Article I defines the "Bureau of Parking" as that agency of the city "having management and control of the establishment, operation and maintenance of parking facilities"; "Commissioner" is defined as "the Commissioner of Streets and Sanitation of the City of Chicago, or any other official designated by the City Council to have administrative supervision over the Bureau of Parking"; and "Operator" is defined as an entity which "owns, controls, manages and directs the business of parking motor vehicles."

Article II provides that "the Operator shall not assign or transfer this agreement nor any of the rights or privileges granted hereby, nor enter into any contract requiring or permitting the doing of any act hereunder by an independent contractor, unless otherwise expressly provided herein, without prior written approval signed by the Commissioner." This article continues that if "the control of the said [operator] entity changes at any time during the term hereof, the City may * * * take immediate possession of said premises and facility * * *." By virtue of article II the city and the operators are not to be considered co-partners or joint venturers.

Article III provides that the operator's "taking possession" of the premises shall constitute conclusive evidence of "his receipt thereof" in satisfactory condition.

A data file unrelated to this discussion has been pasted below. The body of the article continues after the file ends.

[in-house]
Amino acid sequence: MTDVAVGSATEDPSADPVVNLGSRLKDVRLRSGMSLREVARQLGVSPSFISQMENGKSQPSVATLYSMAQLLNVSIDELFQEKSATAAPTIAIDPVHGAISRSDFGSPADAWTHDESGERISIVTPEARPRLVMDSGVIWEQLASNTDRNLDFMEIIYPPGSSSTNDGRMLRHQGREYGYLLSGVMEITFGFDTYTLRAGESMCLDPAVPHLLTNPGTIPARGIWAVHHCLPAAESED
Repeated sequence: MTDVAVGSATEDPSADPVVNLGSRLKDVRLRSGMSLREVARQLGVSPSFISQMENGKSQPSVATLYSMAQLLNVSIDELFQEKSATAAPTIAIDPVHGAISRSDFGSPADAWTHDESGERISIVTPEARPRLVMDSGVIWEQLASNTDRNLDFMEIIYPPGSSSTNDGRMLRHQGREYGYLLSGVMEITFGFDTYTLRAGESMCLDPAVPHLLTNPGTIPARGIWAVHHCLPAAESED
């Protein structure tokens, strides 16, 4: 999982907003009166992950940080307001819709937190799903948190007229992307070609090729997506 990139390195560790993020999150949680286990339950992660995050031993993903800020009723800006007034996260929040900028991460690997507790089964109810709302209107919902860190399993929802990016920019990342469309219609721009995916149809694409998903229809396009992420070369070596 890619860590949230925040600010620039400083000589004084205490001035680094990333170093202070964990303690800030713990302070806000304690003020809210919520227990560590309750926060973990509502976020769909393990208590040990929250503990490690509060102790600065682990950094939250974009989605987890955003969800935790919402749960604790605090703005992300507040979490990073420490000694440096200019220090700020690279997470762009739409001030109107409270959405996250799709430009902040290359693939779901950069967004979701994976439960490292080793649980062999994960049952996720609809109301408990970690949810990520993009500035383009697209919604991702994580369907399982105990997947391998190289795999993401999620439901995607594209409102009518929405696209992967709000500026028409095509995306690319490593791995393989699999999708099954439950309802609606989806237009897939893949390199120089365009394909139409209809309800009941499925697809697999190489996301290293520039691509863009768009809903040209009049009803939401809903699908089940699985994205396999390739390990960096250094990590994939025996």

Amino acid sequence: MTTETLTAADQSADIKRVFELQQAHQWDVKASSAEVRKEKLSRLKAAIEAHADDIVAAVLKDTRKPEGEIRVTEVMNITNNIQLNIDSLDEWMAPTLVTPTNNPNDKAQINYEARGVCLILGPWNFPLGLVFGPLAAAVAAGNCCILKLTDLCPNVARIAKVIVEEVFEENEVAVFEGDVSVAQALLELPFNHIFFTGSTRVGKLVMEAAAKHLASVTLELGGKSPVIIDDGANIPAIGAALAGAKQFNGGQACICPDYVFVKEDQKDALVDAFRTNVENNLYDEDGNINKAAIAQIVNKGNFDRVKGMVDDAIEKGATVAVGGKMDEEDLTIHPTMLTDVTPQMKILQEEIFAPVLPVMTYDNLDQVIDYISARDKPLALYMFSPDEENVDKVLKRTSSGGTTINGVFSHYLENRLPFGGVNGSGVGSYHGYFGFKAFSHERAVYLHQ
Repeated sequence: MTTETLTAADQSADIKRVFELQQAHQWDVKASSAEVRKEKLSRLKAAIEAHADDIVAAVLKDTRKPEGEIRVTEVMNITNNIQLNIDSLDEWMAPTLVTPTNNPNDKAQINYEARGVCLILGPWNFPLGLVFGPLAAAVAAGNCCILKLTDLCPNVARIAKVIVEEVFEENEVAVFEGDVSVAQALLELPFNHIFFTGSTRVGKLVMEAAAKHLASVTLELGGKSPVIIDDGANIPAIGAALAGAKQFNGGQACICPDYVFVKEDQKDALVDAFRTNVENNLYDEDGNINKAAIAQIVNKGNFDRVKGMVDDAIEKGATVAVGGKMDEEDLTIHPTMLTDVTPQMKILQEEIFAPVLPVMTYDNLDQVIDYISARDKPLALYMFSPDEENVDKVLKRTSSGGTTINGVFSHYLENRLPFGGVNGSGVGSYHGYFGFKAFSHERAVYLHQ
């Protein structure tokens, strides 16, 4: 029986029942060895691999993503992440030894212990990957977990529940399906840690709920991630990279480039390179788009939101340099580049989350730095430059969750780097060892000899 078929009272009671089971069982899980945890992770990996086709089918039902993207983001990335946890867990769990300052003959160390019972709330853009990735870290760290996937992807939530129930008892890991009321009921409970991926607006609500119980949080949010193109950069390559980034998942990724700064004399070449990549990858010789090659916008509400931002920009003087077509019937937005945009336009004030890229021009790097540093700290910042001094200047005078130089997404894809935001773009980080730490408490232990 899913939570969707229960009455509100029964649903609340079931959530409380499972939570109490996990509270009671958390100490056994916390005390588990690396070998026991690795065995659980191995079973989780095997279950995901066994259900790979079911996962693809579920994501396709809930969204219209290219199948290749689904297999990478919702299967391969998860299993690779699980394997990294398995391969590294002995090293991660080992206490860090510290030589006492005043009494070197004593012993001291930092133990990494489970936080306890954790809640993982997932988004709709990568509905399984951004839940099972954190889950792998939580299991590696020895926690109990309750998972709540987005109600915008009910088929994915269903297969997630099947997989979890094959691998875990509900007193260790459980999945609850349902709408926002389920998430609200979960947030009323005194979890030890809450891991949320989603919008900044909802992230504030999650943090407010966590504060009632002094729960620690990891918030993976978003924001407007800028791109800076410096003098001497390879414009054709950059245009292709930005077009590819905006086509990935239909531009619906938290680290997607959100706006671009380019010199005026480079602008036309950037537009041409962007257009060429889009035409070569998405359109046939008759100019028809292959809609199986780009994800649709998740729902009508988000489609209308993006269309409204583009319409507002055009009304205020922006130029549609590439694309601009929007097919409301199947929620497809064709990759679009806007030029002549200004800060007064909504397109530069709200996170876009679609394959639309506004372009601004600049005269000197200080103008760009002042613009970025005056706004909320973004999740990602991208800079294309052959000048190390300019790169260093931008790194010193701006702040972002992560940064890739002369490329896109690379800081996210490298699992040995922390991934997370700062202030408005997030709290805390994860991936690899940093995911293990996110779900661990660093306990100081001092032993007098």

Article IV requires that the operator keep the premises in a safe, sanitary and sightly condition, and in good repair and "yield the same back" to the city upon termination in such condition. If the premises are not so kept by the operator, the city may enter the premises "without such entry constituting a termination of the privileges herein granted or an interference with the possession of or constructive or other eviction * * *."

Article V prohibits the posting of signs, billboards, posters, or other advertisements in the facility by the operator without the prior written approval of the commissioner. The right to post such signs is reserved to the city.

Artice VI provides that "the Operator shall make no alterations or additions to the premises and facility * * * without the prior consent of the City * * *."

Article VII lists seven categories of maintenance responsibilities including "minor necessary repairs" to be assumed by the operator. The power to determine whether a repair is minor is reserved to the city. The operator's failure to fulfill these duties empower the city to "enter upon said premises" to insure compliance. The operator agrees to reimburse the city for all costs and expenses incurred by the city in entering and fulfilling the operator's maintenance responsibilities.

Article VIII lists 10 categories of duties imposed on the city including making necessary major repairs; supplying and maintaining all cash registers and pavement markings; supplying all parking tickets and forms, and light bulbs and fuses; and ...


Buy This Entire Record For $7.95

Download the entire decision to receive the complete text, official citation,
docket number, dissents and concurrences, and footnotes for this case.

Learn more about what you receive with purchase of this case.